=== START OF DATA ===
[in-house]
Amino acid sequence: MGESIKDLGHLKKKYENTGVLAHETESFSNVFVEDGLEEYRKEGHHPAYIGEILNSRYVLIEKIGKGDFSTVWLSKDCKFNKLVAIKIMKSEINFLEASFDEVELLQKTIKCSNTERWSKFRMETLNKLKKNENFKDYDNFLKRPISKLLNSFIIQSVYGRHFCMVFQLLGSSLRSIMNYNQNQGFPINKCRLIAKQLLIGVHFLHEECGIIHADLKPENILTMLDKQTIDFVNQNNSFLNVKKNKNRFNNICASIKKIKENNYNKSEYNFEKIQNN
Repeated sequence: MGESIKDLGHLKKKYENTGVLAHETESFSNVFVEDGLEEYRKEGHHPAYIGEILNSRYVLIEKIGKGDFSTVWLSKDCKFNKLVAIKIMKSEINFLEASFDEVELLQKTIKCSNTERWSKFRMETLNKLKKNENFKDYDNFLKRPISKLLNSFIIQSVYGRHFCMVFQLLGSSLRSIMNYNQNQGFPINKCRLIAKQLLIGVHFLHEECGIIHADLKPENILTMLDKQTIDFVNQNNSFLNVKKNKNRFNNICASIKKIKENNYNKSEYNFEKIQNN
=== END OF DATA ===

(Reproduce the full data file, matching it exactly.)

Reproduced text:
[in-house]
Amino acid sequence: MGESIKDLGHLKKKYENTGVLAHETESFSNVFVEDGLEEYRKEGHHPAYIGEILNSRYVLIEKIGKGDFSTVWLSKDCKFNKLVAIKIMKSEINFLEASFDEVELLQKTIKCSNTERWSKFRMETLNKLKKNENFKDYDNFLKRPISKLLNSFIIQSVYGRHFCMVFQLLGSSLRSIMNYNQNQGFPINKCRLIAKQLLIGVHFLHEECGIIHADLKPENILTMLDKQTIDFVNQNNSFLNVKKNKNRFNNICASIKKIKENNYNKSEYNFEKIQNN
Repeated sequence: MGESIKDLGHLKKKYENTGVLAHETESFSNVFVEDGLEEYRKEGHHPAYIGEILNSRYVLIEKIGKGDFSTVWLSKDCKFNKLVAIKIMKSEINFLEASFDEVELLQKTIKCSNTERWSKFRMETLNKLKKNENFKDYDNFLKRPISKLLNSFIIQSVYGRHFCMVFQLLGSSLRSIMNYNQNQGFPINKCRLIAKQLLIGVHFLHEECGIIHADLKPENILTMLDKQTIDFVNQNNSFLNVKKNKNRFNNICASIKKIKENNYNKSEYNFEKIQNN